Three years ago, Andrew’s grandfather passed down the family gold ring. Fifty years before that, Andrew’s great grandfather, Ben, passed the ring to his grandson. The family heirloom ring began its journey in 1897, and it was up to me to help Andrew retrieve the lost treasure.
During my hour-long drive to Hamden, Connecticut, I tried to imagine the situation. I’ve never had a call like this in all the years I’ve been finding lost rings. There are many times where I get a story about a lost ring, and once I arrive, the investigation leads to an entire set of new circumstances. After all, how does a ring go missing after being hidden under a rock for safekeeping? I knew the lost ring was bordering a pond, so my instinct kept telling me it somehow ended up in the water. My next fear was the ring being inaccessible, and the bowels of earth swallowed it up for good. There was no telling what I might find.
Andrew went for a jog and realized he was still wearing his heirloom wedding band. Exercise is a common way jewelry is lost, so, understandably, Andrew removed the ring. After all, I remove my ring and place it in temporary hiding while landscaping. The rock where he hid the ring was at the top of a bank with a 45° slope to a pond’s edge. The bank was also part of a driveway lined with many other rocks and boulders. The stones varied in size, some as small as a softball, some as large as a car. Andrew took off his ring and placed it under one of the little rocks. He immediately heard the clink, clink, of the ring slipping into an erosion line and disappearing underneath an adjacent boulder. At 175 pounds per cubic foot, boulders are too big to move by hand. In the absence of heavy machinery, the only option was to try to dig. Because of the 45° slope, the ring kept sliding deeper and deeper underneath the boulder as Andrew attempted to hand-dig. Andrew reached as far as his arm would allow, and there was still space in the bottom of the cavern. Losing hope, Andrew had no idea if the ring had already been pulled out with the handfuls of dirt or if the ring was sliding deeper underground.
I arrived and took a quick walk around the area and down to the pond’s edge. I used my metal detector for a quick scan of the site to confirm the ring hand not been removed and was sitting in Andrew’s pile of dirt from a few days earlier. The thought crossed my mind to use heavy equipment, as it would have been faster and much less work, but the risk of damaging the ring would have been high. I was no stranger to manual labor, so I began by chipping away the asphalt driveway a couple of feet from the boulder where Andrew had already dug. In the past, I used a similar technique and pinch point bar to help a gentleman retrieve a time capsule entombed within a granite stone wall, so I knew how to break up the asphalt driveway carefully. Once I got through the asphalt layer into the compacted fill, I started tunneling towards the boulder where the ring was suspected to be lost. Accessing the lost ring from the side would hopefully prevent the ring from being pushed deeper underground. Before mining each fill layer, I used a small handheld metal detector, called a pinpointer, to crawl into the cavern and check for the ring. I then used my large metal detector to survey the excavated materials on the surface. I repeated this process for over an hour when I finally got a signal on my pinpointer. I set up a flashlight at the bottom of the dark cavern and scraped away the fill from the boulder base. The struggle was real. I was heavy breathing, sweating, and crammed in a hole laying on my stomach—all while and trying to hold my cell phone steady to get some decent footage. The relief of a shiny object flipping out of the area I was scrapping couldn’t have come sooner. The flashlight immediately revealed an inscription, “Ben April 7 1897.”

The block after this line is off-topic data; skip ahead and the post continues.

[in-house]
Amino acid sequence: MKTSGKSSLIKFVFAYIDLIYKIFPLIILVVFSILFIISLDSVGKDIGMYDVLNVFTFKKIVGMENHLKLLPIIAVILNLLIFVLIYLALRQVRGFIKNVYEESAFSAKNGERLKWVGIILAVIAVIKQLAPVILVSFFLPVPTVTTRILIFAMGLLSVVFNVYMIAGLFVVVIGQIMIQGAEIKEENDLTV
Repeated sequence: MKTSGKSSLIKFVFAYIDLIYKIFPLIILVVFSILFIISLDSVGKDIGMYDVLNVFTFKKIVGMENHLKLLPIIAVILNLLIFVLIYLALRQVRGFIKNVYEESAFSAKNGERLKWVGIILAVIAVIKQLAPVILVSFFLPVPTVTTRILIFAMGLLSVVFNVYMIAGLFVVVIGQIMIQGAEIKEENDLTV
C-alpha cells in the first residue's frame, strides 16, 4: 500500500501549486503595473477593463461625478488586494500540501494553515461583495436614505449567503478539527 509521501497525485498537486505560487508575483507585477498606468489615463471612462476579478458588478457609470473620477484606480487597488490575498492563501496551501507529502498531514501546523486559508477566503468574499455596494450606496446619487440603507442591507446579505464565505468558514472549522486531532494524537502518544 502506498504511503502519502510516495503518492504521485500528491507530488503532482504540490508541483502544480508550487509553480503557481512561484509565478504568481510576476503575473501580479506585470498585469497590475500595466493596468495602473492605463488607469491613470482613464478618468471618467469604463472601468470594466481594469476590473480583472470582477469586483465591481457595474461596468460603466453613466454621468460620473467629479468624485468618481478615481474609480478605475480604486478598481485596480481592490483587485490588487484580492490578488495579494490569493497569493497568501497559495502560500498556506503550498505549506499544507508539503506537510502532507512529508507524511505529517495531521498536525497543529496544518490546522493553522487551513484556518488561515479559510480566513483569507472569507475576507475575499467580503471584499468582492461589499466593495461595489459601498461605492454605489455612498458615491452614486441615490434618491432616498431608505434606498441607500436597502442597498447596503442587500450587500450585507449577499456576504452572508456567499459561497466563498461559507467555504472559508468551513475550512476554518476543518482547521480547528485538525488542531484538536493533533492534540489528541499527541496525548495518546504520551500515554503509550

I backed out of the waist-deep hole, covered in dirt and sweat, but grasping the prize. All I could think about was the different generations who have worn this ring. I am sure every past owner has their stories of almost losing it. At the moment between finding the lost ring and notifying the owner, time stands still. All the stories, characters, and physical qualities of the ring finally meld. I was nostalgic about every life experience this ring has endured. The time came, and I handed the ring over to the family. With three generations of family members watching this whole mystery unfold, I knew the event would be discussed for decades to come. The smallest family member, too young to remember this event, will undoubtedly hear of the time the earth swallowed the family ring. When it comes time for the little one to carry the torch, the memories created today will contribute to the protection of this ring for another generation to come.
How to Find a Lost Ring
Mark the area where you believe the ring is lost. Then call a professional metal detectorist to discuss recovery options. My jewelry finding service covers Connecticut, New York, Massachusetts, Rhode Island, and other surrounding states.
If you have a lost ring or something of value, contact Keith Wille now.
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